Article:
‘I do all the boxes on my own, feed the horses on my own, put them out to paddock, strip their rugs, and then I race up and get the kids ready for school.’
She’s had to start almost from scratch, breaking in her own horses and nurturing them until a connection is formed.
‘I got the pony that I qualified on straight from the breeders, barely broken in, and I’ve school it, educated it, fed it and conditioned it, and this was its first big competition and I’ve qualified. For me that’s more of an emotional journey.’
Any horse-owner will tell you about the special connection between animal and owner.
‘When you’re riding a horse it’s a partnership and it’s trust. It takes a while, it can be six or twelve months before you’ve got that connection with the horse.’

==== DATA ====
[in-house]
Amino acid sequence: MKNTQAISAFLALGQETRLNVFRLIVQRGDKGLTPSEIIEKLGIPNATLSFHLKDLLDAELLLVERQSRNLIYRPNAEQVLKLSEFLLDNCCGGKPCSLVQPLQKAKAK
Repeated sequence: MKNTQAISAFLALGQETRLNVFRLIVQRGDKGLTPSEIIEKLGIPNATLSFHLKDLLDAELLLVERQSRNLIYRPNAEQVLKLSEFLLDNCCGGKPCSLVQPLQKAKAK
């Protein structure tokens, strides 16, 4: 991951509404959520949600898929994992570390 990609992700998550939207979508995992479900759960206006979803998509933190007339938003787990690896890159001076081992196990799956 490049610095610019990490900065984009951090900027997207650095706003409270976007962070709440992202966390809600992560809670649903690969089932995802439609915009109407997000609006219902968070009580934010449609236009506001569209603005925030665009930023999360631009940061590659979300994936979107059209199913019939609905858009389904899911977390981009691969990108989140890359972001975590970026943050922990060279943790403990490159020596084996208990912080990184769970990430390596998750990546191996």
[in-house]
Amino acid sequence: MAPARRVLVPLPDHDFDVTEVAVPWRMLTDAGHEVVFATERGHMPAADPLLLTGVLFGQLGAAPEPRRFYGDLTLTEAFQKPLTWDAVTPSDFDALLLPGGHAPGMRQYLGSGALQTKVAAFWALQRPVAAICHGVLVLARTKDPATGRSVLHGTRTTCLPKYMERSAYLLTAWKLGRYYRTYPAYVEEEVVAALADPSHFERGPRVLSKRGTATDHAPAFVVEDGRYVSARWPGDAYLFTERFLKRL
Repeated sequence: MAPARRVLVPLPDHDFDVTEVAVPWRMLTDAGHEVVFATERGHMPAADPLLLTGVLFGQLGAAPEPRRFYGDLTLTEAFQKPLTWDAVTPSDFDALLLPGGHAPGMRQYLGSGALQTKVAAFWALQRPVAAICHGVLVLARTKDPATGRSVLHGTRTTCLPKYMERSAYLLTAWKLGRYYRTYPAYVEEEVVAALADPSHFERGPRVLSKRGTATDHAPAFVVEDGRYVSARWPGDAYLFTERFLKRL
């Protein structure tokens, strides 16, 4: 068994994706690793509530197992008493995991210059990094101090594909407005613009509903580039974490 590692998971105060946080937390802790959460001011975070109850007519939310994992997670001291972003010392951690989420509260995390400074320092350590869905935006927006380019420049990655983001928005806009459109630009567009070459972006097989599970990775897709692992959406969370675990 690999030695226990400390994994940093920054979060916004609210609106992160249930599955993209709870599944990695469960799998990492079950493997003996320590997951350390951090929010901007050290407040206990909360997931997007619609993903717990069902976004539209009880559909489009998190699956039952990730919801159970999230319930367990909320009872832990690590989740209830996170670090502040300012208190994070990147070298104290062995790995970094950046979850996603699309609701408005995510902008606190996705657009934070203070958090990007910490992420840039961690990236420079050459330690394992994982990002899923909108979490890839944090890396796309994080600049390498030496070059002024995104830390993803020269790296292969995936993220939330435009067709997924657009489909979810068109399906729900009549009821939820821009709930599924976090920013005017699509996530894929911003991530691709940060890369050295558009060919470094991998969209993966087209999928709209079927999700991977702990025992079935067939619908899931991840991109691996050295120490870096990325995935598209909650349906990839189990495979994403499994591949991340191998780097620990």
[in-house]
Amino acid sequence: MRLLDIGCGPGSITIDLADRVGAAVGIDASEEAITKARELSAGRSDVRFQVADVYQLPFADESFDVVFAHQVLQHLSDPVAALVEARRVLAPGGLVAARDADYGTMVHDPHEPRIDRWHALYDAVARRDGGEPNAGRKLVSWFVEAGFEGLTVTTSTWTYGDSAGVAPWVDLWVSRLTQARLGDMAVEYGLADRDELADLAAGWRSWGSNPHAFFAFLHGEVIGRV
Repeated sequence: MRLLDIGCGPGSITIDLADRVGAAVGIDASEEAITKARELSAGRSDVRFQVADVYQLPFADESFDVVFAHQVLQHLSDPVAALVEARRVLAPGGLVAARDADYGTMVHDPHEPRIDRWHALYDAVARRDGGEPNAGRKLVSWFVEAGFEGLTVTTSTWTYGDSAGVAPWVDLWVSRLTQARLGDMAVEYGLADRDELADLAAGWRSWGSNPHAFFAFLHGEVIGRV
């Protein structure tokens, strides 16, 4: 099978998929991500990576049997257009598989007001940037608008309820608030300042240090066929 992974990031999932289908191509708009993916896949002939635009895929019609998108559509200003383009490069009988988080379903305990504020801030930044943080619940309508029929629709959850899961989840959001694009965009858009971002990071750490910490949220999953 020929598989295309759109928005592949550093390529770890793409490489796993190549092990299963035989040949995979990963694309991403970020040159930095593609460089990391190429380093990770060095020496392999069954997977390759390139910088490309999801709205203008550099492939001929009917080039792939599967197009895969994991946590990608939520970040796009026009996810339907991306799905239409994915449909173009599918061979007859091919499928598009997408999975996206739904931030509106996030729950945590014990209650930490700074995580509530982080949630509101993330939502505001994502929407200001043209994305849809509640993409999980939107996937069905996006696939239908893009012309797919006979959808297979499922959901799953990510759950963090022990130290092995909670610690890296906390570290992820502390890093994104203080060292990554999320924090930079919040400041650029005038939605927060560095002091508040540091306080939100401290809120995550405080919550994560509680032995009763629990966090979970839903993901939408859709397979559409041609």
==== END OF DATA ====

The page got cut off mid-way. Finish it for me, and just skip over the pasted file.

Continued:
It’s not uncommon for talented equestrians such as Elise to receive offers from prospective buyers, and the financial reality of individual horse-owners can mean parting with dearly loved animals.
Elise plans on taking a new warm-blood, Lacey, to the Grand Nationals next year. It’ll be the start of a special partnership that could last for years to come, and Elise isn’t letting Lacey go anywhere.
‘It’s really special what we do with the horses. Already she’s just mine and she’s just connected straight away with me.’
Supported by local business
In the world of horse shows, Elise is undoubtedly self-made. It’s an expensive and highly prestigious competition, with the advantage firmly on the side of those with the vast financial means and history to back them.
It’s why Elise is fortunate enough to have the support of her employer, Maclean Produce, who sponsor her and supply horse feed for her ponies.
‘Every bit helps and for me it goes back into the horse feed,’ Elise says. ‘I definitely appreciate Deb and Gav and what they do for me.’
‘Elise is a very talented girl,’ owner Deb Keeley says. ‘She’s very good at what she does, she’s got a beautiful personality – she’s a very busy young woman.’